background, qualification level and type, study load,

mode of study and citizenship are also included. The

same core set of measures will be employed in each

survey wave over the next 10 years.

April Extended Baseline Report

With 400+ questions and an average completion time

of 36.2 minutes, the survey is considerably longer than

typically administered in this type of research. Even

so, the baseline survey achieved an excellent 72%

response rate, of whom >90% had complete data.

This high level of participation was largely attributable

to the careful staging of the survey’s launch, the

adoption of innovative marketing techniques and

the individual universities’ customised approach to

encouraging students to participate.

The Extended Baseline Report, published in April 2012,

has already yielded much valuable demographic data

and provided new insights into graduate experiences

and expectations.

Female students comprised 62% of the sample with

males at 37.6%. There was also a broad range of

ethnicities — Europeans account for 61%; Chinese 11.3%;

Maori 7.2%; Indian 5.3% and Pasifika approximately 3.5%.

Domestic students comprised 88.3% of the sample

and international students 11.5 % with 68.7% coming

from Asia, 9.2% from Europe and 7.9% from the

Americas. For over 25% of the sample, English was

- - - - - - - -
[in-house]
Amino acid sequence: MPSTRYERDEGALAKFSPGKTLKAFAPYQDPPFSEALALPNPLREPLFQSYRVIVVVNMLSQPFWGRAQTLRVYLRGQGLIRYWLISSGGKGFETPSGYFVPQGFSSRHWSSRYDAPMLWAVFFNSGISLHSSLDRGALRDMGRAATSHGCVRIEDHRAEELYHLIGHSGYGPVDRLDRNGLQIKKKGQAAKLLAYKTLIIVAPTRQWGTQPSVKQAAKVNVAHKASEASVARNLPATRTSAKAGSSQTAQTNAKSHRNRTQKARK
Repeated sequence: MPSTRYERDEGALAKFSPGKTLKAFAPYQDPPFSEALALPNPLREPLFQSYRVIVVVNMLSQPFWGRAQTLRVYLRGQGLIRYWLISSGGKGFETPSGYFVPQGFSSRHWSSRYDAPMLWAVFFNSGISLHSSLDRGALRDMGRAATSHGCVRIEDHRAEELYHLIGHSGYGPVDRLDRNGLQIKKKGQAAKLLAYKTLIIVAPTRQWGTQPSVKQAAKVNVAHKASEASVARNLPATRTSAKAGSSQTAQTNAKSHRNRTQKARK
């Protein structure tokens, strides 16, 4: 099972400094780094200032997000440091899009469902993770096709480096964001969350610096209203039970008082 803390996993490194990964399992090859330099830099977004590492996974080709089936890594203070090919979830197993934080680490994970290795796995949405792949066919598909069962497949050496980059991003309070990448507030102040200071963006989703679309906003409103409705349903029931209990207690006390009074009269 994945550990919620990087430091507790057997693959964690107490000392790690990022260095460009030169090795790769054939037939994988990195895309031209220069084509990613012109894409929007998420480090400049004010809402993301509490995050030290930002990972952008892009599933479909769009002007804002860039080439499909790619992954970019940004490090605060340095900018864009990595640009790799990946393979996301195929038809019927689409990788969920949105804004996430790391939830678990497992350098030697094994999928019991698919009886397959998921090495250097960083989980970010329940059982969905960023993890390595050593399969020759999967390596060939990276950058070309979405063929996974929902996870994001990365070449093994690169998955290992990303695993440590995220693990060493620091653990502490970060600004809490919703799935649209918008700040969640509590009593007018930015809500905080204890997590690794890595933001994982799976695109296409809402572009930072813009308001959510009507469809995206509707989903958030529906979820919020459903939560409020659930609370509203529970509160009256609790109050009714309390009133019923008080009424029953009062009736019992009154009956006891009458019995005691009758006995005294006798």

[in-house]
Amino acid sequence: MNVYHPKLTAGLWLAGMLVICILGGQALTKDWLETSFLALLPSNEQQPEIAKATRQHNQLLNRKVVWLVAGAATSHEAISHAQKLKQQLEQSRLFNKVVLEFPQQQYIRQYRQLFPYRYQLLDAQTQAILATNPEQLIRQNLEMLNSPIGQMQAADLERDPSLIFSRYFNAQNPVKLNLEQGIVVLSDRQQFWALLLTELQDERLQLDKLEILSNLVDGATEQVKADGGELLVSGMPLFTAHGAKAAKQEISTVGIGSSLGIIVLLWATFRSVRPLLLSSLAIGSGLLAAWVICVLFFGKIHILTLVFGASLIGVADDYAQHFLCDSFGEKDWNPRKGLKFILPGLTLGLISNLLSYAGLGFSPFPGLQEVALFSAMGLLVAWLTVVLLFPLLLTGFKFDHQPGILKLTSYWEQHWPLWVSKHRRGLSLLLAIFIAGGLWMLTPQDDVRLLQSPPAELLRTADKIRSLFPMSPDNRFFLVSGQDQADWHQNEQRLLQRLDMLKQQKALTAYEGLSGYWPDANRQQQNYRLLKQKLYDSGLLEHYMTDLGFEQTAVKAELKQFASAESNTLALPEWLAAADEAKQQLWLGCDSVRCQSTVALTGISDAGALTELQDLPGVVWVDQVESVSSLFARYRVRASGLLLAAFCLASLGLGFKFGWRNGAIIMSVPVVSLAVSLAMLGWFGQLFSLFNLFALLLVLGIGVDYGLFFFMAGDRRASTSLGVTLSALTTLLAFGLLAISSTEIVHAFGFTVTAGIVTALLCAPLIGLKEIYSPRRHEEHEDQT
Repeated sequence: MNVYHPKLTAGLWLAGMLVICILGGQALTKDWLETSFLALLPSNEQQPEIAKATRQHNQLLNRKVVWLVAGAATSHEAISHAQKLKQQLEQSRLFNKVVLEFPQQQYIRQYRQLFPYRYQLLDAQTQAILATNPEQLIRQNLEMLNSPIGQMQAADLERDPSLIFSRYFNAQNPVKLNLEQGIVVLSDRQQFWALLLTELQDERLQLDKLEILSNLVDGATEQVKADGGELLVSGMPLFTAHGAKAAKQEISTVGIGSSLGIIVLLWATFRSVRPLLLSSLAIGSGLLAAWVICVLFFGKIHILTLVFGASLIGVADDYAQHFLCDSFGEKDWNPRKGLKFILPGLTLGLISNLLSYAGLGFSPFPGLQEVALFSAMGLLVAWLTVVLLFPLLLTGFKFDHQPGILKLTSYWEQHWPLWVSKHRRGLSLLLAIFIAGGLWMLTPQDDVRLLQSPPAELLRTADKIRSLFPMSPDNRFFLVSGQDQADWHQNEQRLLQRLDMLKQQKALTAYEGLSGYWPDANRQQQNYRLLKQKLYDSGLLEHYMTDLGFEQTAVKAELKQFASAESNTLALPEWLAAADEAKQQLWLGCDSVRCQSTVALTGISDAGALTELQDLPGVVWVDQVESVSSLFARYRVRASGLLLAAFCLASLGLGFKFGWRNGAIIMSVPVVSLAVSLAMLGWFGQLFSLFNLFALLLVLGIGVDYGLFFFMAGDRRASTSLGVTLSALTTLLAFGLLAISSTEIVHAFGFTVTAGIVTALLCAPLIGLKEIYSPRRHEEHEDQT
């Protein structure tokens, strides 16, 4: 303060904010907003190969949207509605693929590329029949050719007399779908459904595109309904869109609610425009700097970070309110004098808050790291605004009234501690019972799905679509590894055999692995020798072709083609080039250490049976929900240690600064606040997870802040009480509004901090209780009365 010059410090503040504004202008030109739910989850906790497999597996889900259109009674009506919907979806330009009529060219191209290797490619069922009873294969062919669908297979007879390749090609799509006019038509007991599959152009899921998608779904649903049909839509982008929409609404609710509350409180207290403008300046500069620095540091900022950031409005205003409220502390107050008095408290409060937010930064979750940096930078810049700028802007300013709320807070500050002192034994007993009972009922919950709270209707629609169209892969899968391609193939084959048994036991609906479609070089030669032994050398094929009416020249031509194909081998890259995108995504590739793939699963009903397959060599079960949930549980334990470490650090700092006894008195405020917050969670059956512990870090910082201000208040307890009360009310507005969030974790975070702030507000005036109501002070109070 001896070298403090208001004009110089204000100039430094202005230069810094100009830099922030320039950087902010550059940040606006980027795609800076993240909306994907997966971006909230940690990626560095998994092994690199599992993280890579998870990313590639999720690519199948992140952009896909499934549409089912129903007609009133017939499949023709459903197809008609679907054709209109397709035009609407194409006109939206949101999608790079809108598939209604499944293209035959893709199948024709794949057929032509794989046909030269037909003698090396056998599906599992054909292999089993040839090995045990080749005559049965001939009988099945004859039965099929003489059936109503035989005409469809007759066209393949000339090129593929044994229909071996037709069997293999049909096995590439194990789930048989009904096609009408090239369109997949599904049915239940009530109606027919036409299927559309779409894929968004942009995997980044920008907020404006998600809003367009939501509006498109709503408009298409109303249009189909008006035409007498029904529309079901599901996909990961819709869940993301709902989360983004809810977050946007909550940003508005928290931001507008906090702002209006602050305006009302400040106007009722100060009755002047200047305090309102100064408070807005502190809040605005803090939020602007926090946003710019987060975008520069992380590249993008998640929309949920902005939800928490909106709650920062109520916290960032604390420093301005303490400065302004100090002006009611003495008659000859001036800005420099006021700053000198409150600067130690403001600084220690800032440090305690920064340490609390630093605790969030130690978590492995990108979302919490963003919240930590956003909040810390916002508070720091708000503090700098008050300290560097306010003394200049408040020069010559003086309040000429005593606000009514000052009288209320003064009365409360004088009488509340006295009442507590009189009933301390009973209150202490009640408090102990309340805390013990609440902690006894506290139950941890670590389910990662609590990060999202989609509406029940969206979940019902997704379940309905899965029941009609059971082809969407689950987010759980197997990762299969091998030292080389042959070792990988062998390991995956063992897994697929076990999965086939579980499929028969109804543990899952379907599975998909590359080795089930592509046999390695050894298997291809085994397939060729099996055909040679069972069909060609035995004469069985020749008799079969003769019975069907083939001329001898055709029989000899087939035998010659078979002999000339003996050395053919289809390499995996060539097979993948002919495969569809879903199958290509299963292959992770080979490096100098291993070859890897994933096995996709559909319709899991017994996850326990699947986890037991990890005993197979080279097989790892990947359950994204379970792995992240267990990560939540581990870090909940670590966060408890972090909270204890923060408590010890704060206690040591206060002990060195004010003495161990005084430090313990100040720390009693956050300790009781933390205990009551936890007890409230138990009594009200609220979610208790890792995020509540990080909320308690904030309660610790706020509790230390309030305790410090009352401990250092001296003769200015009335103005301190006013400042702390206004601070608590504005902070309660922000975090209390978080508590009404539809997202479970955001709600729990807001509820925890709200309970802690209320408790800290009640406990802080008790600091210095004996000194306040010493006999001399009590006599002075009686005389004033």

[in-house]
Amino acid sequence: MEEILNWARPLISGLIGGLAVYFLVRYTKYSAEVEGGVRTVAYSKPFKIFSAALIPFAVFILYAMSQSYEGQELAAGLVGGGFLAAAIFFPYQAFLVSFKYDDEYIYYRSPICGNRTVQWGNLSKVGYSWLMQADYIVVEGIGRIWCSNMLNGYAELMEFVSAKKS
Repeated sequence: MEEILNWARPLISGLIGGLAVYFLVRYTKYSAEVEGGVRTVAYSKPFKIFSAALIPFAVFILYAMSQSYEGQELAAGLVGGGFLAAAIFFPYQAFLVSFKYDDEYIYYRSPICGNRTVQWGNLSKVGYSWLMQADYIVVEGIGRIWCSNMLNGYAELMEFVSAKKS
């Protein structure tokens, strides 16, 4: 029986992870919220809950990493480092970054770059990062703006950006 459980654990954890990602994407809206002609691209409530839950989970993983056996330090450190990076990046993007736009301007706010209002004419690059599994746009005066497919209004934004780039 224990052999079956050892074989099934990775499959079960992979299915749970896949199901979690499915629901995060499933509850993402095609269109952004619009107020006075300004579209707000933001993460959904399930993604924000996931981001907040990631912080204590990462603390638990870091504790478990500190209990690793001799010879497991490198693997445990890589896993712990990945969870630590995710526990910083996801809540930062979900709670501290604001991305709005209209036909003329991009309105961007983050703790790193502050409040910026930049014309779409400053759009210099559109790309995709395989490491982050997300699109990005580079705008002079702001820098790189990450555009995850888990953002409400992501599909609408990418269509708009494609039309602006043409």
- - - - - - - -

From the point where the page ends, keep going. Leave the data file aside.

not their first language.

Over 70% were under 30 years of age. A broadening of

the social base was also evident with almost 37% the

first members of their family to attend university. Around

42% had a mother who was a graduate and around 45%

had a graduate father.

Satisfaction with university study was high with more

than three quarters of the sample feeling it was worth

the time, cost and effort. Almost 70% also felt their

overall experience at university met their expectations.

Interest in a topic and the availability of relevant courses

were the dominant reasons for choosing a discipline

or university with these factors rating 77.1% and 70.1%

respectively. Earning potential ranked much lower at

32% and just 8.4% chose their course of study because

of family expectations. The average sized student loan

was NZ$15,001 to NZ$20,000 — 19.2% did not take

out a loan. In the next two years 37.2% of graduates

planned to be working overseas (including international

students); within 10 years, 27.1% planned to be working